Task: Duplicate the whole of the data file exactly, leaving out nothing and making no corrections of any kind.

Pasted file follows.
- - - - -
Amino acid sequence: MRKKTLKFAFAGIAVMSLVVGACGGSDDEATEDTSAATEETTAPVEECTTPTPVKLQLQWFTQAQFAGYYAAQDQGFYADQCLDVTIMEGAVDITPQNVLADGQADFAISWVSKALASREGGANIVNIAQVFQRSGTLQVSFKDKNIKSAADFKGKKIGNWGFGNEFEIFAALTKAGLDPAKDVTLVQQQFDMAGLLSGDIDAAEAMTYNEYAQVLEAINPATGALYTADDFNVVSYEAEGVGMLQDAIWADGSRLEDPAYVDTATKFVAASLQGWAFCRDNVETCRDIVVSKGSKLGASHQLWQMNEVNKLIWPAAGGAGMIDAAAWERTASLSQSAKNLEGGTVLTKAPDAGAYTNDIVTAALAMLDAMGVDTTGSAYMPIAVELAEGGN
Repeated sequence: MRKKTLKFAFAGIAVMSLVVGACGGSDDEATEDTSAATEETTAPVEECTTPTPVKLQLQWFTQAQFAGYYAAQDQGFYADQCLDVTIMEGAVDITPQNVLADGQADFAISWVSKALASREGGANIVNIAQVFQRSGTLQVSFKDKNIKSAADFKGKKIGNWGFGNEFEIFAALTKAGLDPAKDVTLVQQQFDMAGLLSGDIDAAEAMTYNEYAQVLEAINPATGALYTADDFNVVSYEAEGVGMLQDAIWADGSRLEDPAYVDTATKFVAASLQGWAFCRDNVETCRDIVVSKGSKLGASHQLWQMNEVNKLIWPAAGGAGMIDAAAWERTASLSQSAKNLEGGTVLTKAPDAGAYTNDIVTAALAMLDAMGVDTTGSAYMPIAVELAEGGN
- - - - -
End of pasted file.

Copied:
Amino acid sequence: MRKKTLKFAFAGIAVMSLVVGACGGSDDEATEDTSAATEETTAPVEECTTPTPVKLQLQWFTQAQFAGYYAAQDQGFYADQCLDVTIMEGAVDITPQNVLADGQADFAISWVSKALASREGGANIVNIAQVFQRSGTLQVSFKDKNIKSAADFKGKKIGNWGFGNEFEIFAALTKAGLDPAKDVTLVQQQFDMAGLLSGDIDAAEAMTYNEYAQVLEAINPATGALYTADDFNVVSYEAEGVGMLQDAIWADGSRLEDPAYVDTATKFVAASLQGWAFCRDNVETCRDIVVSKGSKLGASHQLWQMNEVNKLIWPAAGGAGMIDAAAWERTASLSQSAKNLEGGTVLTKAPDAGAYTNDIVTAALAMLDAMGVDTTGSAYMPIAVELAEGGN
Repeated sequence: MRKKTLKFAFAGIAVMSLVVGACGGSDDEATEDTSAATEETTAPVEECTTPTPVKLQLQWFTQAQFAGYYAAQDQGFYADQCLDVTIMEGAVDITPQNVLADGQADFAISWVSKALASREGGANIVNIAQVFQRSGTLQVSFKDKNIKSAADFKGKKIGNWGFGNEFEIFAALTKAGLDPAKDVTLVQQQFDMAGLLSGDIDAAEAMTYNEYAQVLEAINPATGALYTADDFNVVSYEAEGVGMLQDAIWADGSRLEDPAYVDTATKFVAASLQGWAFCRDNVETCRDIVVSKGSKLGASHQLWQMNEVNKLIWPAAGGAGMIDAAAWERTASLSQSAKNLEGGTVLTKAPDAGAYTNDIVTAALAMLDAMGVDTTGSAYMPIAVELAEGGN